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Emerald Group Publishing Limited
Copyright © 2008, Emerald Group Publishing Limited
Article Type: Editorial From: Measuring Business Excellence, Volume 12, Issue 4
In this issue we have brought together a series of papers that address practical aspects of business performance measurement and management.
We start with Joseph Calandro, Scott Lane and Ranganna Dasari’s paper on developing a framework for risk-adjusting performance. The thorny issue of dealing with performance and risk simultaneously has been with us for some while and the authors present a practical approach, illustrated with case examples.
In our second paper Agustín Sánchez-Medina, Leonardo Romero-Quintero and Ángel Gutiérrez-Padrón develop a tool for the environmental management of a golf course. Environmental issues are coming much more to the fore in performance measurement and management, and although this may be a little specialised, the way they have addressed the issue should be of interest to other sectors.
Our third paper develops a business process approach to managing business performance. David Mackay, Umit Bititci, Catherine Maguire and Aylin Ates develop a model for managing a business from a detailed case study and present a series of perspectives that are sufficiently generic for them to be tested in other organisations.
In our next paper, Marie-Josée Roy reviews “Building board expertise through key supporting processes” from a North American perspective. Using disclosures in the corporate governance guidelines of 100 leading US companies, her study focuses on director nominations, director orientation and education programs, and board performance evaluations. The paper provides guidance for companies trying to improve their boardroom expertise.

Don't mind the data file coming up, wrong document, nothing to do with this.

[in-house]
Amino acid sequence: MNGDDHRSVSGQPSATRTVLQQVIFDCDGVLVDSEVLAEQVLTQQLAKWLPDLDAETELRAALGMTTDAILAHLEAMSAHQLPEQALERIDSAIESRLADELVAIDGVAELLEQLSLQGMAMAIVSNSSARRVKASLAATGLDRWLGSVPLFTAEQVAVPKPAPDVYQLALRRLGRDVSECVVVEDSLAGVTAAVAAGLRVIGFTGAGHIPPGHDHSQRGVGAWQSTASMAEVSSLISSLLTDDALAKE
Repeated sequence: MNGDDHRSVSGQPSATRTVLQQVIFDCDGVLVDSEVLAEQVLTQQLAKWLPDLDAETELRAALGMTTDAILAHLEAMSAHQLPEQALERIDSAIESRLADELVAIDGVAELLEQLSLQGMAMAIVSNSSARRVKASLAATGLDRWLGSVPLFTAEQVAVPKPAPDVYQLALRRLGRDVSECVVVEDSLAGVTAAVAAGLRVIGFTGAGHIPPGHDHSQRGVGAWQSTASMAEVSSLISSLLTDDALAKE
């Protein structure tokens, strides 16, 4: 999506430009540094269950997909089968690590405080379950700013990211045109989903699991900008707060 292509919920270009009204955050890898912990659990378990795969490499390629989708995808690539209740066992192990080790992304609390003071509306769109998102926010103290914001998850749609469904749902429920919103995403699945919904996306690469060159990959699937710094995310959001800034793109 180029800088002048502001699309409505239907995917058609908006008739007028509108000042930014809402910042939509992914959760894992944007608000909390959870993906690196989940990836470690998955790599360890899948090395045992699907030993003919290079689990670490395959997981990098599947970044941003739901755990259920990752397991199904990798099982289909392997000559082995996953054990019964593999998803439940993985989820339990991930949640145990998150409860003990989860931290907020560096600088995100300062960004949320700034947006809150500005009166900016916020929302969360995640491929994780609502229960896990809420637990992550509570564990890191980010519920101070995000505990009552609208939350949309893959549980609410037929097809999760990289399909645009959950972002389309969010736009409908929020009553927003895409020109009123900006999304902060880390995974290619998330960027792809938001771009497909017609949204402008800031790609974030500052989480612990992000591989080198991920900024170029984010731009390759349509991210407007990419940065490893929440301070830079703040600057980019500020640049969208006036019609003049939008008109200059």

In our fifth paper, Monica Sharma and Rambabu Kodali develop and present a framework to help provide guidance to an organisation in achieving manufacturing excellence in Indian industry. The approach still requires empirical testing but provides a useful summary and comparison with other competing frameworks.
Our final paper in this issue reflects on the developments of performance measurement practice over the last two decades. There are gaps between academia and practice, and in this paper I highlight some of the key issues for research as well as a plea for more collaborative research. Ideally, I would like to see more studies of a longitudinal nature so that we get to focus on some of the real issues in performance measurement over time, rather than simply on snapshot studies.